Foreclosure lawyers say they were tracked closely
The Denver law firm that foreclosed on more Colorado homeowners than any other could not have padded its billings because the banks and federal mortgage insurers it represented micromanaged nearly every aspect of the process to ensure the speediest outcome, one of its owners said Wednesday.
At the height of the mortgage crisis, the Castle Law Group handled as many as 500 new foreclosures a week in which every fee, cost and expense assessed by attorneys — down to the number and value of stamps used to mail documents — was scrutinized by their clients, partner Caren Castle testified in a civil trial accusing her and others of fleecing consumers with unfairly high prices.
Those clients — from Bank of America and Chase to Wells Fargo and Washington Mutual — and federal insurers Fannie Mae and Freddie Mac wanted only one thing, Castle said: clear title to the property as quickly as possible.
“We had to provide every single document as they were filed in court,” Castle, 61, explained in response to questions from her attorney, Larry Pozner. “In the old days, I’d send a letter to the (bank), … but that went completely gone. Every single step of the way, our clients monitored it all, and it was minute by minute.”
Pozner was laying the groundwork to show that Castle and the hundreds of attorneys the firm employed could not have inserted any illegitimate or excessive expenses to pad their billings — as the Colorado attorney general asserts in its lawsuit — without risking large financial losses should those bills be rejected. The state filed the civil lawsuit against Larry Castle, his attorney-wife, Caren, and the law firm they built into a foreclosure empire that nearly cornered the industry in Colorado.
“I might be one of 10 firms in the state that represented a client,” Caren Castle reasoned. “They could see documents from all the firms and see that they were all in line or extraordinarily high or low.”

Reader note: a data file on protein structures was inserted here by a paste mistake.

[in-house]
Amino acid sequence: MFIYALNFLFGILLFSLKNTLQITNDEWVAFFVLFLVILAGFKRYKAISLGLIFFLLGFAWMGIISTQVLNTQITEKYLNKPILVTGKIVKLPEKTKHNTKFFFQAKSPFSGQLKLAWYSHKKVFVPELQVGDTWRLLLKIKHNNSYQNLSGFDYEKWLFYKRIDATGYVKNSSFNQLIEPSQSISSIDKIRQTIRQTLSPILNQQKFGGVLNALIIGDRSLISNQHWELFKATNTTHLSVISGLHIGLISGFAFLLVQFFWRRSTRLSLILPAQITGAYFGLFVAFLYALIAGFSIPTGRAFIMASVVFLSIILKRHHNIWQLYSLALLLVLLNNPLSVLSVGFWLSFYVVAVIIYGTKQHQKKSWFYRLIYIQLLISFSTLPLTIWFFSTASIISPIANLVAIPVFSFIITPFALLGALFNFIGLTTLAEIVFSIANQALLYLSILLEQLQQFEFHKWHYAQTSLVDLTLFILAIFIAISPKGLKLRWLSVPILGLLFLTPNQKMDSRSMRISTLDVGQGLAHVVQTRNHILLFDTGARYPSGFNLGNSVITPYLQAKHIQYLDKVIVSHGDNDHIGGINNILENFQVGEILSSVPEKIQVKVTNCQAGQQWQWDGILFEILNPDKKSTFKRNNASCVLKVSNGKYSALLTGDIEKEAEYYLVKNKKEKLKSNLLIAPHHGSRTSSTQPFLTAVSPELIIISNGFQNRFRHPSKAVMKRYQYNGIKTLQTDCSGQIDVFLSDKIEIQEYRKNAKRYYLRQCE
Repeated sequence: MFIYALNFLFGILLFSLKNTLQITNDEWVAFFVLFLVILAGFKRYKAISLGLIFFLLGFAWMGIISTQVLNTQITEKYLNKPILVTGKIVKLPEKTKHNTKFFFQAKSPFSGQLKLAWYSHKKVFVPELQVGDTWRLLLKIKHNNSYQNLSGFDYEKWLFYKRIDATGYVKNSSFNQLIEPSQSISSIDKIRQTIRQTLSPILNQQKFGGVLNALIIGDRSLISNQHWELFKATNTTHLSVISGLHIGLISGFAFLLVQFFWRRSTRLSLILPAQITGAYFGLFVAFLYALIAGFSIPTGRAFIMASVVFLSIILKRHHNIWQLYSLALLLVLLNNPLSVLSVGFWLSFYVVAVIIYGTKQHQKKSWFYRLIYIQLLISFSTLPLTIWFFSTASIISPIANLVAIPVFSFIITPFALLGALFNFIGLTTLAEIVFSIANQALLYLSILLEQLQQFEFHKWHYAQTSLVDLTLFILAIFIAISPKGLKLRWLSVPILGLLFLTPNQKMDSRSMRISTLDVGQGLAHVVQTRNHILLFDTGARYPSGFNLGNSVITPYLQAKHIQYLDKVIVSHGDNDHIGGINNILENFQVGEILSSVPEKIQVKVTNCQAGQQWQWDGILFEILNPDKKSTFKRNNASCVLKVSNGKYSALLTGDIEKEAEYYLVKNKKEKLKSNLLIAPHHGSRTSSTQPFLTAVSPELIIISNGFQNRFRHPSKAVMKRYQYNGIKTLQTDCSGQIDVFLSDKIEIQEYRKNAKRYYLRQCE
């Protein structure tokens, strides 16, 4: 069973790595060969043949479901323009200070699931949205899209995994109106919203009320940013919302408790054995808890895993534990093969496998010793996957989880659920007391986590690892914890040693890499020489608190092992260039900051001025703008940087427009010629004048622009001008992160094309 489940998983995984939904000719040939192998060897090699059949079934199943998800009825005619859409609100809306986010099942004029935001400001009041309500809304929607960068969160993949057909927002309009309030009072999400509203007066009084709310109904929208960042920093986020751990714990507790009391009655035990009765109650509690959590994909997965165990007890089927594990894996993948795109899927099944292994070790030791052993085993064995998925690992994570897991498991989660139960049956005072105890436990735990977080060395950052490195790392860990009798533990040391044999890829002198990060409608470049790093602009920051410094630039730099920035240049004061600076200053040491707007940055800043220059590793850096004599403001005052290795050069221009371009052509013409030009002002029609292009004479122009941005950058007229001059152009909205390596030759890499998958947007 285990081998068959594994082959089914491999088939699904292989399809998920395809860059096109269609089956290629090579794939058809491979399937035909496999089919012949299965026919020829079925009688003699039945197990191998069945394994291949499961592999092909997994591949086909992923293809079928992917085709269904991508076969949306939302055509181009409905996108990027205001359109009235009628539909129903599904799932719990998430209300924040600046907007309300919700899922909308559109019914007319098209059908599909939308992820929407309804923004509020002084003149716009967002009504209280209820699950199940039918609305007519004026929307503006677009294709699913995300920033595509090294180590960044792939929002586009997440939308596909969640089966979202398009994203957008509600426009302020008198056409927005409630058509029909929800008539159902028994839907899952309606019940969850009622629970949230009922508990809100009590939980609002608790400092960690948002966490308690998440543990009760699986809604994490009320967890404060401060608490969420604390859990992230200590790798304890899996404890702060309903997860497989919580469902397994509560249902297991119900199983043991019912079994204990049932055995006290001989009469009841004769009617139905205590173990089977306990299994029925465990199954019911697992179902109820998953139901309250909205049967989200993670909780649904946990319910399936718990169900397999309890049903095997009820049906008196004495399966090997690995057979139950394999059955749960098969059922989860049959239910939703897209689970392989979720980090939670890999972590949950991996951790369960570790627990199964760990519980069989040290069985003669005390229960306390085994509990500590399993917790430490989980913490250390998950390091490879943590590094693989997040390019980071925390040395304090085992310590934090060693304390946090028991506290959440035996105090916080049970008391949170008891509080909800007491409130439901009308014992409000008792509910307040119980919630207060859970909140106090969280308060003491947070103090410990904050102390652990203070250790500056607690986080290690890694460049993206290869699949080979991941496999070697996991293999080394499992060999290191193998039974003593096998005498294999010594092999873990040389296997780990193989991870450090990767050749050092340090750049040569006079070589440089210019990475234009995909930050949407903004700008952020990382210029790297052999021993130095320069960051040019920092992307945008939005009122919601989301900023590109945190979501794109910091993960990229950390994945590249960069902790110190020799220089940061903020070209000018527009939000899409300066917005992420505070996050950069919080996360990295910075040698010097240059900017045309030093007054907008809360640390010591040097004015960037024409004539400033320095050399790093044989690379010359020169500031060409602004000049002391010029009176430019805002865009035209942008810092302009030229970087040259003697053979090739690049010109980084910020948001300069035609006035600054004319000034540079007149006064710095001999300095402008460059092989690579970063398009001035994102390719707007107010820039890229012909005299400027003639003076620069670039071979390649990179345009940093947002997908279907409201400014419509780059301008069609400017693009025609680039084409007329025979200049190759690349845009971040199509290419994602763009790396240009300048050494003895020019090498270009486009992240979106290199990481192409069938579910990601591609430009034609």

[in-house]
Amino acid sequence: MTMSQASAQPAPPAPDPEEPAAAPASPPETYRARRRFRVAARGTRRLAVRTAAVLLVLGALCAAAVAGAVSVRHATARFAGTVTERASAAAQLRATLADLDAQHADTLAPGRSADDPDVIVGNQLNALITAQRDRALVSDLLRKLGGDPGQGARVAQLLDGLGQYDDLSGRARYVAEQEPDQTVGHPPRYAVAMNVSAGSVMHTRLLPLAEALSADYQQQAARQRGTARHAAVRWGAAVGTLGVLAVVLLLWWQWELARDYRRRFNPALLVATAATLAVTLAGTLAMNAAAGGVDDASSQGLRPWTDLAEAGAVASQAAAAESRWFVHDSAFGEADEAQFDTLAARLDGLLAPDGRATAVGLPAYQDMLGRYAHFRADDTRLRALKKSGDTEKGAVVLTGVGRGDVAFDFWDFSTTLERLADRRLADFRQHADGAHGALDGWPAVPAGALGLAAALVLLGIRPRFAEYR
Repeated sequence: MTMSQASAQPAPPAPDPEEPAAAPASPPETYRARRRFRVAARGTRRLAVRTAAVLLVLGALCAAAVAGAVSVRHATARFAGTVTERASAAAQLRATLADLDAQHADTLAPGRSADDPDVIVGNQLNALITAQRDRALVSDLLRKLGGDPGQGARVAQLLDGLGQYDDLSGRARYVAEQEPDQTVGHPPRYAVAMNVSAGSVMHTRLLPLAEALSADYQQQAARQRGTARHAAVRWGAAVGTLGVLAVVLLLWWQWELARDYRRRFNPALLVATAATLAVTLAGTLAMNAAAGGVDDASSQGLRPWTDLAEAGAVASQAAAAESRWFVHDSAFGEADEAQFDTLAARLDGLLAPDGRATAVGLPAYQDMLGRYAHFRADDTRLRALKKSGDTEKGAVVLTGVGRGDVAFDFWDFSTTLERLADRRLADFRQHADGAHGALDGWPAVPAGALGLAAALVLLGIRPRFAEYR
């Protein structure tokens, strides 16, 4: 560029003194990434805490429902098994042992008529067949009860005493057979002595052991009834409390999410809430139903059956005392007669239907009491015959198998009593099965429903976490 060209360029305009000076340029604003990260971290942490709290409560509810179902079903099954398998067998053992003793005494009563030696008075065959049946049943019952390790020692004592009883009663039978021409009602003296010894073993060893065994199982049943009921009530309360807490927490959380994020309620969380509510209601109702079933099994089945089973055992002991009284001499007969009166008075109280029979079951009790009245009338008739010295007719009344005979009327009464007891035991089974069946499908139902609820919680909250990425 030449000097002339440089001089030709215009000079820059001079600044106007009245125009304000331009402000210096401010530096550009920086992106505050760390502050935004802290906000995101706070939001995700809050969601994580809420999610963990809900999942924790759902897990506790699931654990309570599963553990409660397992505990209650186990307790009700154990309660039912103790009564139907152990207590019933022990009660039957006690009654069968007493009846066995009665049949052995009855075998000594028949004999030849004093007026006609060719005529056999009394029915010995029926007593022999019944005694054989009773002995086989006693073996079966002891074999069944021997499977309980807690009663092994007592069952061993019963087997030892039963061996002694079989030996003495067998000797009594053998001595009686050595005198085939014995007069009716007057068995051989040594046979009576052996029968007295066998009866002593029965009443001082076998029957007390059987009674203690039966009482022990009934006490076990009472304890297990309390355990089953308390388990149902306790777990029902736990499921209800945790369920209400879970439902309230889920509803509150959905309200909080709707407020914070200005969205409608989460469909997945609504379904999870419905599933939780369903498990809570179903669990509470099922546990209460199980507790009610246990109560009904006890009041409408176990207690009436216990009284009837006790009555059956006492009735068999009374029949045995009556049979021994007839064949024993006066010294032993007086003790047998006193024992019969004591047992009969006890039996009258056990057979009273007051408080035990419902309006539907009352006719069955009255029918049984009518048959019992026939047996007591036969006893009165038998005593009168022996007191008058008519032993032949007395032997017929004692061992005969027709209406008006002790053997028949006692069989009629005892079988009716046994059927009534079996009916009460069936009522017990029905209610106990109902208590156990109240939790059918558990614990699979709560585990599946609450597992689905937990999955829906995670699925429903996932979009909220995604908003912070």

The attorney general — now Cynthia Coffman, but John Suthers when the investigation began and the lawsuit was filed — claims the Castle law firm, now closed, conspired to raise a variety of small-tag costs and fees in order to maximize its return on foreclosure cases.
The lawsuit focuses on three key charges the Castles often included in their billings: a pair of legal postings at the address in foreclosure that each cost $125, and a document attorneys signed allowing their client to foreclose without having to produce the original mortgage.
The attorney general alleges the $125 charges were schemes to profit off the mortgage crisis since the same work to post evictions cost only $30, and those who actually did the work were paid precisely the same for each: $10.
The signed document, called a statement of qualified holder, was a $50 fee that appeared on nearly every foreclosure bill in Colorado, but state attorneys argue it was part of the regular process in bringing a foreclosure.
And because the nation was mired in millions of defaulted mortgages — Colorado at one time led the nation in the number of foreclosure filings — things moved at such a blistering pace that no one noticed the bill-padding, the lawsuit alleges.
Yet Castle said it was virtually impossible to sneak anything by the banks, which watched their every move.
And if they had tried, they would have risked being held liable not just for the small assessment, but the entire cost of a foreclosure, which could tally into the thousands of dollars. Any mistake was penalized heavily, so lawyers worked hard to get things done correctly and quickly, she said.
“There were instances where we had to pay off a loan entirely — the largest was $250,000 — and we did what we could to be reimbursed” from the company they had hired that made the costly error, she said.
The state says the Castles had hidden financial interests in a company that posted the legal notices. The Castles indirectly shared in some of the posting company’s profits through a complex ownership structure prosecutors say was designed to mask the kickbacks.
Changes to Colorado’s foreclosure laws — all of them brought to the legislature by the collection of public trustees across the state — added a number of processes that attorneys in turn charged to do.
The Castles have said they were merely a conduit for the costs, and that any up-charge was from the posting company. Additionally, they said they held little, if any, financial interests in the affiliated businesses, certainly not enough to reap the millions of dollars in illegitimate profits state lawyers accuse them of pocketing.
State attorneys say consumers ultimately paid the bills: either investors trying to buy the home at foreclosure sales, homeowners trying to stop the auction or banks recouping the losses from taxpayer-backed federal insurers.
The case, being heard by Denver District Judge Morris Hoffman, is expected to last three weeks.